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Antoine Gaudreau

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Subject: Gaudreau, Furniture makers, 1751 deaths, Louis Quinze, Ébéniste
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Antoine Gaudreau

Antoine-Robert Gaudreau[1] (c. 1680 – 6 May 1746) was a Parisian ébéniste who was appointed Ébéniste du Roi and was the principal supplier of furniture for the royal châteaux during the early years of Louis XV's reign. He is largely known through the copious documentation of the Garde-Meuble de la Couronne; he entered the service of the Garde-Meuble in 1726. However, since his career was spent before the practice of stamping Paris-made furniture began (1751), no stamped piece by Gaudreau exists and few identifications have been made, with the exception of royal pieces that were so ambitious and distinctive that they can be recognized from their meticulous inventory descriptions.

In one case, the identification of a royal commode permits the attribution to Gaudreau of several similar ones. The commode in question, formerly in the collection of Alphonse de Rothschild, was delivered by Gaudreau on 4 August 1738 intended for the King's bedroom at Château La Muette.[2] The gilt-bronze mounts, by which André Bouthemy attributed the commode to Charles Cressent,[3] who may have been responsible for modelling them. Several commodes following this model exist, including on in the Jones Collection at the Victoria and Albert Museum, London. One of the group bears on its gilt-bronze mounts the crowned C tax stamp that was used in 1745-49,[4] suggesting that the model remained current for several years.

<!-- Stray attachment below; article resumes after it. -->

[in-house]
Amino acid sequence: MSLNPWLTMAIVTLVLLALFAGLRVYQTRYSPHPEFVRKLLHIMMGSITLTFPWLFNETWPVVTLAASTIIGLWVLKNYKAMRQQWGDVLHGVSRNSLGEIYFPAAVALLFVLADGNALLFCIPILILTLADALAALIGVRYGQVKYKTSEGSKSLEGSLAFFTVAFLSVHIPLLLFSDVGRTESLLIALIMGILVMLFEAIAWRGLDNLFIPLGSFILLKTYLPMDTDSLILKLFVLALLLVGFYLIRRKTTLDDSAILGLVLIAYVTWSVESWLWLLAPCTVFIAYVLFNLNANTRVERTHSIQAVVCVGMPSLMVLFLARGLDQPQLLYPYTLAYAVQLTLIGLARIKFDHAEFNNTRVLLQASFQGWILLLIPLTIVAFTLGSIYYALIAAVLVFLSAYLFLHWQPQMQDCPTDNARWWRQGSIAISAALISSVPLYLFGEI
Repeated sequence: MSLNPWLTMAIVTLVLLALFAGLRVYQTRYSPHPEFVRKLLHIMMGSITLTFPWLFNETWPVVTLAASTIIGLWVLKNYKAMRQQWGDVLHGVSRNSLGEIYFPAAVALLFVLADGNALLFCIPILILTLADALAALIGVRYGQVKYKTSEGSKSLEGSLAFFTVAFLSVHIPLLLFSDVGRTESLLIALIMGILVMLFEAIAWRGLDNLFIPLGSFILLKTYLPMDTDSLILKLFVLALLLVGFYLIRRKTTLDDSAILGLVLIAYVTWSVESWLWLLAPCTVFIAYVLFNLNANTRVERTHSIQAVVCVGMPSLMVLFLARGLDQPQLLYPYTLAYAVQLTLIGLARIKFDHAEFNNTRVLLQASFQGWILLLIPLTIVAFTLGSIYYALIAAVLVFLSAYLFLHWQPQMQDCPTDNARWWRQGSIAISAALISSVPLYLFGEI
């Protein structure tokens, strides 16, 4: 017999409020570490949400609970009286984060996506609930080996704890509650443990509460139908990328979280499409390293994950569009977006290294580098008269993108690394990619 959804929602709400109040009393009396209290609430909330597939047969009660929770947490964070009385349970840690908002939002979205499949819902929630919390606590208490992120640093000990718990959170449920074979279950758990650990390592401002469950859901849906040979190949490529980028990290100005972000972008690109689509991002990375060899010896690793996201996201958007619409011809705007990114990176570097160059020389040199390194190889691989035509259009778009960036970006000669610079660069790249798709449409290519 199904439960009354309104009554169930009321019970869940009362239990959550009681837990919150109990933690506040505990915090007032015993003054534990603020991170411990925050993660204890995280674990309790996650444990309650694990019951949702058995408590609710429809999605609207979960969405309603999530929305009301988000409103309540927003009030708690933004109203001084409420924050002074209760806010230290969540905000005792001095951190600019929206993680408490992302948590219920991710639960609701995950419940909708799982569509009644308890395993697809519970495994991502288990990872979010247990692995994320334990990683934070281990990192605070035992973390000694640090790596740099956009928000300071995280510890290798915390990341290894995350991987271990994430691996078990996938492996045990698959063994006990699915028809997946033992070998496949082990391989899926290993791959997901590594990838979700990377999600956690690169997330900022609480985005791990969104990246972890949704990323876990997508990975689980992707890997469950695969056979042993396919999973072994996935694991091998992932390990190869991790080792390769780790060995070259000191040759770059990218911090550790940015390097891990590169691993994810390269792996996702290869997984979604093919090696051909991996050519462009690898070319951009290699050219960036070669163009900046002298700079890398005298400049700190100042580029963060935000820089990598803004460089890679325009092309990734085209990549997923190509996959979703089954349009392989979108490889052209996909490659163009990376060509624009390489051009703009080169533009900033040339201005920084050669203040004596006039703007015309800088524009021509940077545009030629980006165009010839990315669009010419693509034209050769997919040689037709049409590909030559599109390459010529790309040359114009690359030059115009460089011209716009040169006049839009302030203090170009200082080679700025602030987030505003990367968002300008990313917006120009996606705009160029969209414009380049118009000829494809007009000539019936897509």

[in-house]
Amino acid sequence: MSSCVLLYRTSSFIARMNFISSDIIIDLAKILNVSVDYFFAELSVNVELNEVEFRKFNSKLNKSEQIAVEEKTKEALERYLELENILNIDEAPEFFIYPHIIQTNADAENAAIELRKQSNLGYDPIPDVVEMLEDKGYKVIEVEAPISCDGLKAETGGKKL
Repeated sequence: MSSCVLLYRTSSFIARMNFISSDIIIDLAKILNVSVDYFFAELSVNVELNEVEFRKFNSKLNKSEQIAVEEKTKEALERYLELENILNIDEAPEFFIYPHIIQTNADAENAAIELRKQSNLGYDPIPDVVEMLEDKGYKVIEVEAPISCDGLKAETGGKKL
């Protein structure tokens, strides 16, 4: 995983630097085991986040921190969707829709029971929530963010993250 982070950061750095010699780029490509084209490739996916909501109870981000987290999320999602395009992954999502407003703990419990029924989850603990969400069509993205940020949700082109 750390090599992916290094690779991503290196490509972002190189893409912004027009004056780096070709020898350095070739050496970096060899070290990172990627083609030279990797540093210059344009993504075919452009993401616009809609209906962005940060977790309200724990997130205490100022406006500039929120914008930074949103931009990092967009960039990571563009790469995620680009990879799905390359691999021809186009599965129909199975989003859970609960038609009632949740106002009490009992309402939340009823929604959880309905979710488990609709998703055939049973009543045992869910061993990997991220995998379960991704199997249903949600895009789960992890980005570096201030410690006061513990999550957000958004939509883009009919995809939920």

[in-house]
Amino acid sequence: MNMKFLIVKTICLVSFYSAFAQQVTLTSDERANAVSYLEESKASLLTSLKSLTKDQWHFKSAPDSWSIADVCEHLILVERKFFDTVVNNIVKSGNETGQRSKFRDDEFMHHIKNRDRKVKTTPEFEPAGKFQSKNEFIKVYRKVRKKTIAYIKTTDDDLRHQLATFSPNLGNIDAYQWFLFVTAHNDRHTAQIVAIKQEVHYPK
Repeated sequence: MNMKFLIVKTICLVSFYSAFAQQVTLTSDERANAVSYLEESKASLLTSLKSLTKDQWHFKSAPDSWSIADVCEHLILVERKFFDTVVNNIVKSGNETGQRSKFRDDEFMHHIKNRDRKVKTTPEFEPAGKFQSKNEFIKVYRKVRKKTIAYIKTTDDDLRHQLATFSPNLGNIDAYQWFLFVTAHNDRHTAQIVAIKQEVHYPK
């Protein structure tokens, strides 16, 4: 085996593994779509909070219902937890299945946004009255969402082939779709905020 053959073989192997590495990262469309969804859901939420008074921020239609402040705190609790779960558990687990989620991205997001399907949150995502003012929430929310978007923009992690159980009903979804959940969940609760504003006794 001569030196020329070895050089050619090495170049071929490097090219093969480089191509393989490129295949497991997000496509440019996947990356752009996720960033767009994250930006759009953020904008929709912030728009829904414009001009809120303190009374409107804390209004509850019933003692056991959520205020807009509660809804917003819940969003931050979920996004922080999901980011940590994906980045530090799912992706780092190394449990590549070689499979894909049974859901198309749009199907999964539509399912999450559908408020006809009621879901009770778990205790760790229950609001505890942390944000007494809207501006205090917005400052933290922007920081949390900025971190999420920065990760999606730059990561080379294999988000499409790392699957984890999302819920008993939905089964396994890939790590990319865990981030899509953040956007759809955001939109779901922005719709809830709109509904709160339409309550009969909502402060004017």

The first French reference to a table servante, a dumb waiter or tiered serving table with recesses for cooling wine for suppers free of protocol and servants, occurs in a bill of Gaudreau in 1735, of furniture delivered to Versailles.[5]

His premises were in rue Princesse, apart from the cabinet-making neighborhoods of Paris. He was elected syndic of the cabinet-makers' guild, the Corporation des Menuisiers-Ébénistes in 1744.

He was succeeded in his workshop, for a brief time, by his son François-Antoine Gaudreau (died 1751), also Ébéniste du Roi.

His most famous pieces are:

  • The commode veneered with kingwood and satiné that he delivered for the King's Bedchamber at Versailles in 1739. It has gilt-bronze mounts by Jacques Caffieri, stamped FAIT PAR CAFFIERI. The commode is now in the Wallace Collection, London ( F86).[6]
  • The commode-médaillier, a medal cabinet in the form of a commode, delivered in 1739 for the king's use in Louis XV's Cabinet à Pans at Versailles. In this commission Gaudreau followed a design provided by the Slodtz brothers.It is in the Cabinet des Médailles at the Bibliothèque Nationale.
  • The low cupboard-bookcase delivered in 1744 for the king's Cabinet d'Angle at Versailles.
  • The commode à la Régence delivered for the Dauphine's apartment at the Château de Fontainebleau in 1745. It is now at Versailles.
  • A bureau plat now in the Archives Nationales. (Verlet 1945).


  1. ^ Also spelled Gaudreaus and Gaudreaux in documents.
  2. ^ Given the Garde Meuble inventory number 1131, the commode was identified by Pierre Verlet from inventory descriptions and a meticulous 19th-century copy which bore the inventory number.
  3. ^ Boutemy, "Cressent: les motifs qui permettent de le reconnaître", Connaissance des Arts 136 (June 1963:70-71), noted by Hunter 1973:96, illus. 97 fig 4.
  4. ^ Francis J.B. Watson, The Wrightsman Collection I 1966:146-50.
  5. ^ Noted by Penelope Hunter, "A Royal taste: Louis XV, 1738", Metropolitan Museum Journal 7 (1973:89-113 :92 note 21).
  6. ^ Wallace Collection on-line: Louis Xv's commode Gaudreau is spelled Gaudreaus.


  • Francis J. B. Watson, The Wrightsman Collection vol. II (Metropolitan Museum of Art), 1966, p 547.
  • F.J.B. Watson, The Wallace Collection: Furniture
  • Pierre Verlet, 1945. Le Mobilier royal français I: Meubles conservés en France (Paris)
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